Bioprinting the Cancer Microenvironment

Yu Shrike Zhang, Margaux Duchamp, Rahmi Oklu, Leif W. Ellisen, Robert Langer, Ali Khademhosseini

Research output: Contribution to journalReview articlepeer-review

114 Scopus citations


Cancer is intrinsically complex, comprising both heterogeneous cellular compositions and microenvironmental cues. During the various stages of cancer initiation, development, and metastasis, cell-cell interactions (involving vascular and immune cells besides cancerous cells) as well as cell-extracellular matrix (ECM) interactions (e.g., alteration in stiffness and composition of the surrounding matrix) play major roles. Conventional cancer models both two- and three-dimensional (2D and 3D) present numerous limitations as they lack good vascularization and cannot mimic the complexity of tumors, thereby restricting their use as biomimetic models for applications such as drug screening and fundamental cancer biology studies. Bioprinting as an emerging biofabrication platform enables the creation of high-resolution 3D structures and has been extensively used in the past decade to model multiple organs and diseases. More recently, this versatile technique has further found its application in studying cancer genesis, growth, metastasis, and drug responses through creation of accurate models that recreate the complexity of the cancer microenvironment. In this review we will focus first on cancer biology and limitations with current cancer models. We then detail the current bioprinting strategies including the selection of bioinks for capturing the properties of the tumor matrices, after which we discuss bioprinting of vascular structures that are critical toward construction of complex 3D cancer organoids. We finally conclude with current literature on bioprinted cancer models and propose future perspectives.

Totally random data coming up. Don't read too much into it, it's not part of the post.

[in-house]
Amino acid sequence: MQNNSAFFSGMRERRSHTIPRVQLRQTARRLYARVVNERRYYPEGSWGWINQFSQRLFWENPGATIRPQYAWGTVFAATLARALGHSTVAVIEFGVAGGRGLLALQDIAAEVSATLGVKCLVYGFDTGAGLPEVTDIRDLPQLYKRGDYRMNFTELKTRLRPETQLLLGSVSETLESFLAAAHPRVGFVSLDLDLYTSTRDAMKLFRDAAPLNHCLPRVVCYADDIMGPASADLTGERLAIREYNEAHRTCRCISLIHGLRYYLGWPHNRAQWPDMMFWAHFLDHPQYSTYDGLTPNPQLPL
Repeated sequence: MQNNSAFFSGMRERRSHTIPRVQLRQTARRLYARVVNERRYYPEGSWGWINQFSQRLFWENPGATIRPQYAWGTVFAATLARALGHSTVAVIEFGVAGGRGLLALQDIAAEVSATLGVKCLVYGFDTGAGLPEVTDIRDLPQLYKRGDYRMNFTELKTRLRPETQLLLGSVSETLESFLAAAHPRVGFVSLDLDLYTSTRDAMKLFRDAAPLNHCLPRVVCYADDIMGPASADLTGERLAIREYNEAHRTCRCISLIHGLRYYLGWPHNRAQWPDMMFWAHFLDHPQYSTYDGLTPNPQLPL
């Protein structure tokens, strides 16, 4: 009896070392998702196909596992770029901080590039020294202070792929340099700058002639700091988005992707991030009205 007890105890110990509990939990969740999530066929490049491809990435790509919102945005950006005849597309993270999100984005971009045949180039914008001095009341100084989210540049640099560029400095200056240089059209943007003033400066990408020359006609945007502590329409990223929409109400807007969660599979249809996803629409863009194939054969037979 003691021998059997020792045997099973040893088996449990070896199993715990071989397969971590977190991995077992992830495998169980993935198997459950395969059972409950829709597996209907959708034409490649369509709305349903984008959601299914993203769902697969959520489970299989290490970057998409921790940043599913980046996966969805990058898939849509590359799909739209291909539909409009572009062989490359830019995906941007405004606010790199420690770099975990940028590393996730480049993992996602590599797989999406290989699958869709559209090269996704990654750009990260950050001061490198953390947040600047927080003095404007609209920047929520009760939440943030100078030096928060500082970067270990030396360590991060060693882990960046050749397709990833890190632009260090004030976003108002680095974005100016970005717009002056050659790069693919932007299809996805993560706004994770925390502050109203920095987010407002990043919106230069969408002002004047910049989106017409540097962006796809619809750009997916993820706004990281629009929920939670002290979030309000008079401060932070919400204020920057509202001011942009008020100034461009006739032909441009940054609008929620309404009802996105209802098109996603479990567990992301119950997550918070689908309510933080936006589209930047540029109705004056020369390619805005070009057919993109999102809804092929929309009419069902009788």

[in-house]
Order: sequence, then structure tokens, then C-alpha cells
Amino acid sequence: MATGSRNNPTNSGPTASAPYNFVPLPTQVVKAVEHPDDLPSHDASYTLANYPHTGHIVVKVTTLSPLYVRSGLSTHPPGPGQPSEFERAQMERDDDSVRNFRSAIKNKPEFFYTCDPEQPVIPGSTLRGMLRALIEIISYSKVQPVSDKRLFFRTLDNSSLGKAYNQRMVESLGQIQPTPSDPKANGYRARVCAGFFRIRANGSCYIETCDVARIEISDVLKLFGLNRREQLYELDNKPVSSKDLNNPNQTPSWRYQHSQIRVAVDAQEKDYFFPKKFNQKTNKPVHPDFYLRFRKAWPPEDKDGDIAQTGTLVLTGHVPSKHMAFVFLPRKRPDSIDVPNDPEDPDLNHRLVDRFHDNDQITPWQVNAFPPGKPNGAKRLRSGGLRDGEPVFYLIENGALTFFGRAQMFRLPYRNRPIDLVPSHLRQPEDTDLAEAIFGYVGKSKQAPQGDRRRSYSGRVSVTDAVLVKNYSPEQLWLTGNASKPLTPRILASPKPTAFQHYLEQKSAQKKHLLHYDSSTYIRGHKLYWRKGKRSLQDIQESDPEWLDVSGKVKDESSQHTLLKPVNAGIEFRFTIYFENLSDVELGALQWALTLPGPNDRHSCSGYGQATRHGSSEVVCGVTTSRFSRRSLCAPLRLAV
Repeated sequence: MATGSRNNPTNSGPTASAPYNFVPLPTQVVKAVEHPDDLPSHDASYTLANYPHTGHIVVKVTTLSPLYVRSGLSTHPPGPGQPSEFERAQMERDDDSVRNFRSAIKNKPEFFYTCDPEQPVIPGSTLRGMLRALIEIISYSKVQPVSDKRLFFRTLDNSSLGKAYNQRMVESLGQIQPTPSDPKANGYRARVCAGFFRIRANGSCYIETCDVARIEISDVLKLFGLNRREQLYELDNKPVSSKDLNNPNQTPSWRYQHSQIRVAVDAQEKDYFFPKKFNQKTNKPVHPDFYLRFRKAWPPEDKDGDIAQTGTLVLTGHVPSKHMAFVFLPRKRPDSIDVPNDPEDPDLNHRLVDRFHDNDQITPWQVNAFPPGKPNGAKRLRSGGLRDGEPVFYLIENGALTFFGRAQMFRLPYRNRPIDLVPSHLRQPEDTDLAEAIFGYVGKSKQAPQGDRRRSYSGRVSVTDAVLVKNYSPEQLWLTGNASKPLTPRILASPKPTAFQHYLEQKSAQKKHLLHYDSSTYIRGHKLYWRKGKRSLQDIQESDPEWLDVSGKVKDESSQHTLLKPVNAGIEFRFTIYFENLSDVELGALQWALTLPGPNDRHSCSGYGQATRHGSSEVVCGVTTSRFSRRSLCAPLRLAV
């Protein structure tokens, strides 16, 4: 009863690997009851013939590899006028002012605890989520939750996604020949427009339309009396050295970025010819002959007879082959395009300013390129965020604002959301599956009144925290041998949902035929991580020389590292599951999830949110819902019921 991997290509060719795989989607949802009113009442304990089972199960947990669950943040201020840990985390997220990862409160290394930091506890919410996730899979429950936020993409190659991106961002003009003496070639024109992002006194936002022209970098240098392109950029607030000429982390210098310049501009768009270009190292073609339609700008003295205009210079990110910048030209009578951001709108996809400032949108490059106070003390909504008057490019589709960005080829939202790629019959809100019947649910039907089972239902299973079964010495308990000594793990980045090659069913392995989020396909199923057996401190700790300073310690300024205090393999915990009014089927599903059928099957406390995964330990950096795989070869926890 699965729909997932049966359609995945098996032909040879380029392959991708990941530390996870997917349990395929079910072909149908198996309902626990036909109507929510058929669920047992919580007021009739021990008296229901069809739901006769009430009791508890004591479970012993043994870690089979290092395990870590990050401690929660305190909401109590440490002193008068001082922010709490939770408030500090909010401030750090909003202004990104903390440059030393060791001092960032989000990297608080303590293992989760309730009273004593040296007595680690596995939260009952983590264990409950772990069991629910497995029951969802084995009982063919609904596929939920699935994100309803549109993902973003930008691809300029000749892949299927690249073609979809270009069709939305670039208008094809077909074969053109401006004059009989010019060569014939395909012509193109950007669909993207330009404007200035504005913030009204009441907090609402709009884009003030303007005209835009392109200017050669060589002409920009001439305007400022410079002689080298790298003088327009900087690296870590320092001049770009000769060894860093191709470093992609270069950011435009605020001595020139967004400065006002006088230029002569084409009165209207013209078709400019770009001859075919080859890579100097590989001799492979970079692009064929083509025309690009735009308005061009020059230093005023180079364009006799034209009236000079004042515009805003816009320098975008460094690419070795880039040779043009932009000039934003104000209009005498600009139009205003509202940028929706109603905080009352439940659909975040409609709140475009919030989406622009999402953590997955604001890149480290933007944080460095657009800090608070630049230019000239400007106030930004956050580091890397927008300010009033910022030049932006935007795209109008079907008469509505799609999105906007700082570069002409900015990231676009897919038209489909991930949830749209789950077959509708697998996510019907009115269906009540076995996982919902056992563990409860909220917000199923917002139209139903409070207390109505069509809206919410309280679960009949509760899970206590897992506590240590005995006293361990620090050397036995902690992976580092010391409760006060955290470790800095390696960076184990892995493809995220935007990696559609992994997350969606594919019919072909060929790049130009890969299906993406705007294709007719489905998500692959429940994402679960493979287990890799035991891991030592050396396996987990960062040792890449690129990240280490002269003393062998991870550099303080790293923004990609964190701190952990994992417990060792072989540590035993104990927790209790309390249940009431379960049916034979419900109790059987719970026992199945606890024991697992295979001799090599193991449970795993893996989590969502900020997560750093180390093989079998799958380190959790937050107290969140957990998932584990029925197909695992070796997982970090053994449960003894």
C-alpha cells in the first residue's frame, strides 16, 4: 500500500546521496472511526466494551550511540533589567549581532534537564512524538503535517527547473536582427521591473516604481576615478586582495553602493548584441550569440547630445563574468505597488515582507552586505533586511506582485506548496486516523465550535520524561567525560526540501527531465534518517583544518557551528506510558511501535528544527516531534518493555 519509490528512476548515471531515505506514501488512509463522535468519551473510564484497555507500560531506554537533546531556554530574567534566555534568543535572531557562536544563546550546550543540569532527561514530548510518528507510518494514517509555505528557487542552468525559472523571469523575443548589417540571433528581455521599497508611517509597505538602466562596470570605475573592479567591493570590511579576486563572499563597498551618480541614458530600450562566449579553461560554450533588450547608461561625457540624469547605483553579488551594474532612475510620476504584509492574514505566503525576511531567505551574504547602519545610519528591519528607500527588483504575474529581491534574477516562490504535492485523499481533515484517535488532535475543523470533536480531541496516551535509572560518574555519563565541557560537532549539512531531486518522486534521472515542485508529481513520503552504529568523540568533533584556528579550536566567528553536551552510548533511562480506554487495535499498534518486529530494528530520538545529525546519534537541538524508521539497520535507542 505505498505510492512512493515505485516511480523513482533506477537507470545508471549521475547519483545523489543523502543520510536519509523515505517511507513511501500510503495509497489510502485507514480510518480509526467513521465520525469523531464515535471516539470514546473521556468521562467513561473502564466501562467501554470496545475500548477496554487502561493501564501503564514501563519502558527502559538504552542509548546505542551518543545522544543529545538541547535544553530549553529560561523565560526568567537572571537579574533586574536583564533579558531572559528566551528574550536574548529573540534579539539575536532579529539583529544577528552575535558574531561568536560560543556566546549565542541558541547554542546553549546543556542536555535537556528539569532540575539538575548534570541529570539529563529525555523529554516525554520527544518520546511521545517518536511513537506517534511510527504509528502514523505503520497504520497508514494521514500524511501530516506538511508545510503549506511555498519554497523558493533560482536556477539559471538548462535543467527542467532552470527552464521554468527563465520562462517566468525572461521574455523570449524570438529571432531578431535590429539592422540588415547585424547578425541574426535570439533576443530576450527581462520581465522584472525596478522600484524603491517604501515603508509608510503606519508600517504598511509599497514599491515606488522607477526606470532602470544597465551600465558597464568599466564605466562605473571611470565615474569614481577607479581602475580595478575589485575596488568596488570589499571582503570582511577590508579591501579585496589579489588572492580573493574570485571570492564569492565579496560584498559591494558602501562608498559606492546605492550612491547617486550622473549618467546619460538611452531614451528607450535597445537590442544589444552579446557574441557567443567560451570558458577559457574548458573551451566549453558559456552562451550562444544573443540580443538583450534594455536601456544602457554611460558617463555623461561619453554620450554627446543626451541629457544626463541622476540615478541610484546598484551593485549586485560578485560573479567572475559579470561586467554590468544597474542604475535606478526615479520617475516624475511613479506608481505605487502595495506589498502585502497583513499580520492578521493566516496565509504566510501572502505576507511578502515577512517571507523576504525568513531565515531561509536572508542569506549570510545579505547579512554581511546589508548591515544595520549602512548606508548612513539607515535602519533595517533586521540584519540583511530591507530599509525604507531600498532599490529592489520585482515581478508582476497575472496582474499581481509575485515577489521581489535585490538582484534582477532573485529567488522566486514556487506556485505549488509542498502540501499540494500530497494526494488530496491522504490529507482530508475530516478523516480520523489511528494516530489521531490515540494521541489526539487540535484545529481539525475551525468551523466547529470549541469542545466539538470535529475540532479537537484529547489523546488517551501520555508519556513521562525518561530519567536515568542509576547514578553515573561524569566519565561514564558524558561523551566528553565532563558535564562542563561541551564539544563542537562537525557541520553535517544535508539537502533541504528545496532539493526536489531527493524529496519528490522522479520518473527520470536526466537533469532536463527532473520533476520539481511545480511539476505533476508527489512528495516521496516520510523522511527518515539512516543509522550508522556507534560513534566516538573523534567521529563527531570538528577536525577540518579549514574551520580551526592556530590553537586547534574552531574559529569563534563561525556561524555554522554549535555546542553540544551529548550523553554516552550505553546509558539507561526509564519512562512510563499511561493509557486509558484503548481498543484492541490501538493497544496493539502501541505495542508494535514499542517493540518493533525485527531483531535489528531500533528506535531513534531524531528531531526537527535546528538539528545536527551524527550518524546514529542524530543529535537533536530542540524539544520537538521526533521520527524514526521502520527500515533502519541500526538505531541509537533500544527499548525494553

Original languageEnglish (US)
Pages (from-to)1710-1721
Number of pages12
JournalACS Biomaterials Science and Engineering
Issue number10
StatePublished - Oct 10 2016


  • bioprinting
  • cancer biology
  • cancer model
  • drug screening
  • vascularization

ASJC Scopus subject areas

  • Biomaterials
  • Biomedical Engineering


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